My sisters have commented that they're envious when, shopping with me, as they scan rails of clothing or peer into clothes store windows, I constantly mutter "I could make that". Most of the time I just use it as an excuse to show off how now I can analyze how to make clothes, their patterns etc. Heck, I think my whole 'I could make that' attitude even started at an early age; I remember watching toy commercials, longing for the amazing play sets for my dolls, but instead of begging my parents to buy 'em for me, I thought 'heck, I'll make it myself '; I'd look at the catalogue and construct the toy out of blocks and paper: my Barbie Dream Ice Cream Parlor was way cooler than anything Mattel came up with!
It recently hit me that even though I've looked at these trends, just how much I'd love to try and make an exact replica of that item, something that's uniquely mine (and saves me a pretty penny while staying with the trends), that I've never actually done it.So, I'm going to find a trendy piece, research the creator's process, and repeat it, only with my own ingenious (though most likely completely amateurish) way. I really am part of the hands-on creative culture today. Anyone can buy a top from H&M, but you know how more amazing that feels is wearing something you created yourself and how great it is to show it off, knowing it's unique and unlike anything else?
While cleaning my room, I came across some flyers I'd picked up at London Fashion Week this spring. Amongst them I found the postcard from a jewellery stall entitled Little Glass Clementine.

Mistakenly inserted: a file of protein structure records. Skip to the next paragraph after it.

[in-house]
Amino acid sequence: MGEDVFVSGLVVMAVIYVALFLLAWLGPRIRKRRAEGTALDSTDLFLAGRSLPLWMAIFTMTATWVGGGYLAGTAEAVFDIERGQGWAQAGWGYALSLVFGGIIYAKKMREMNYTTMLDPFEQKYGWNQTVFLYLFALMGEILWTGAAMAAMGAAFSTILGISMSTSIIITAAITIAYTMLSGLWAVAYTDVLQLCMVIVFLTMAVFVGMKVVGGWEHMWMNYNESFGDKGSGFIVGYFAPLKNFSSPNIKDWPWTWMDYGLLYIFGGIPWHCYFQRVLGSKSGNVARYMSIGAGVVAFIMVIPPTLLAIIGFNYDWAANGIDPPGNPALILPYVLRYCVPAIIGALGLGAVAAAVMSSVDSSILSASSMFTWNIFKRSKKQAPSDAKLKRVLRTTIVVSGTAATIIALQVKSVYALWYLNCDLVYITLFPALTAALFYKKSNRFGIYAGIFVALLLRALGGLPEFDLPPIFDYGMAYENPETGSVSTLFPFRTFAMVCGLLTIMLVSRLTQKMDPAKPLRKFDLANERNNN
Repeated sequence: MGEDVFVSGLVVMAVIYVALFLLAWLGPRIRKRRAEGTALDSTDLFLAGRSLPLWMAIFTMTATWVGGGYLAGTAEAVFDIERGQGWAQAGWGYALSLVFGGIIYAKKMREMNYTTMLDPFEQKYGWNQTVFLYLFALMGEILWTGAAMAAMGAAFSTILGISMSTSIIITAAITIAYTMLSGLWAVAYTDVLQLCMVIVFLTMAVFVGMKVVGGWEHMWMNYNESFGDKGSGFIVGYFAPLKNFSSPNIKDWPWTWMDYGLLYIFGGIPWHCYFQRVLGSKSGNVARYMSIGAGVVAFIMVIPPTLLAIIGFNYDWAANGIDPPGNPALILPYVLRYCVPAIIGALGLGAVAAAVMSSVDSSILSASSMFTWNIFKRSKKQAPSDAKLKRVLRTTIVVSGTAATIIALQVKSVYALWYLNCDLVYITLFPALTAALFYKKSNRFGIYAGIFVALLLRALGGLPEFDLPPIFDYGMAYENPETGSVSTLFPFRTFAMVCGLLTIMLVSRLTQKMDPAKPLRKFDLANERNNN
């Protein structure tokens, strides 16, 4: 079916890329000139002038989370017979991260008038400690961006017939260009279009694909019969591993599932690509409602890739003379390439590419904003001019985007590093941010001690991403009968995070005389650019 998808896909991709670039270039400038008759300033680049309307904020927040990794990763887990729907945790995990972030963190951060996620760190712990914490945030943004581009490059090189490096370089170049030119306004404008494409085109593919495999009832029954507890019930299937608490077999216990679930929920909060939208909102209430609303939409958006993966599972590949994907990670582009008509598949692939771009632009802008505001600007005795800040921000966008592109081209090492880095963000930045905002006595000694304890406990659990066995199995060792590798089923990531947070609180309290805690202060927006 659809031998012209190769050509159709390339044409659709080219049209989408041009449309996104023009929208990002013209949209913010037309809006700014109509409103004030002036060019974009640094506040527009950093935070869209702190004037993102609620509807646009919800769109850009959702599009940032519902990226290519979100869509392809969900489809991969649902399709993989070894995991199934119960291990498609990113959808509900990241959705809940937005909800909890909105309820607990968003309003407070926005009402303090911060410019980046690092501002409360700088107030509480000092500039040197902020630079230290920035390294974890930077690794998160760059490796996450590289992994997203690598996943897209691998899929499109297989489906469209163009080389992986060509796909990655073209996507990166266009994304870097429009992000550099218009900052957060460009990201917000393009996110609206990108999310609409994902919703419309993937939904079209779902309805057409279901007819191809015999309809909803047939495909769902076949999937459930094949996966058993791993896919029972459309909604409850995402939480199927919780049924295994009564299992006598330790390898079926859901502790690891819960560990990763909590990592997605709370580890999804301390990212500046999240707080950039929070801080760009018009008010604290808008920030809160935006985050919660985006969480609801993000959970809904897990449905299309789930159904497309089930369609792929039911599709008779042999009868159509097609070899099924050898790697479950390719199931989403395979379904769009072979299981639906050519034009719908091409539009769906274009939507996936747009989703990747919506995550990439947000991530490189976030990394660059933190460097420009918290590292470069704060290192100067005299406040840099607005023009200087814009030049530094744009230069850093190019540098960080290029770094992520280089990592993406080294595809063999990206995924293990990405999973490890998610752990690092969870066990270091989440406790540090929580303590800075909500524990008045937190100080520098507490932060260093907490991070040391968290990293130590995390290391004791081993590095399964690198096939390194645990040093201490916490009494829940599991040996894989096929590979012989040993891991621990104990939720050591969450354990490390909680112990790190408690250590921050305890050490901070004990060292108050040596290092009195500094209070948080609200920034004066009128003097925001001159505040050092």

Clementine James is unlike most jewellers today. Her approach; she takes on commissions from clients who bring in a collection of items they consider precious (lockets, antiques, stones, chains etc.) and creates amazing necklaces from them!
Looking through her website I loved her work: how each piece is so unique, and almost nostalgic that a necklace can hold so many precious memories for a wearer. It reflects my own personal styling, how I choose a certain piece then base the rest of the outfit to support and highlight it.
I'm really intrigued by this 'Frankenstein' approach, taking bits and pieces from different things and making something new out of them. So I thought I'd take a stab at it. Yes, I know, I have zero experience at any jewellery behind my elastic bands with beads on them from when I was five.I scoured my boxes of jewellery: any pendants, beads, chains, anything I genuinely always have; a locket from my best friend growing up, some interesting pendants from Portobello Market, stuff I've always said I'd wear, but haven't.
I took the thick gold chain from my 'Alice' necklace, that I love but honestly always been annoyed at how much it jangles, and used it as a basis. There's a cool charm bracelet that my sister handed down to me, that again, whenever I wear it becomes so distracting! Not very daring, attaching the bracelet at the centre on the chain, but it sure made a great jump start into the project. From then, I began binding the two chains together with framing wire. Once the charm bracelet was attached, I added the rest: lockets, a plastic crystal my grandmother used to wrap a gift once, anything that went with the color scheme. I tried using Clementine's technique of winding wire around little shells and stones, but they didn't hold.
Here's my final result-and I gotta say, for a first jewellery project, it's not half bad! I was glad to stick with a gold tone, to give it a more antique look, and the shades of the various pieces go great together! I think I may have some ideas for what I'm going to be giving my sisters for Christmas...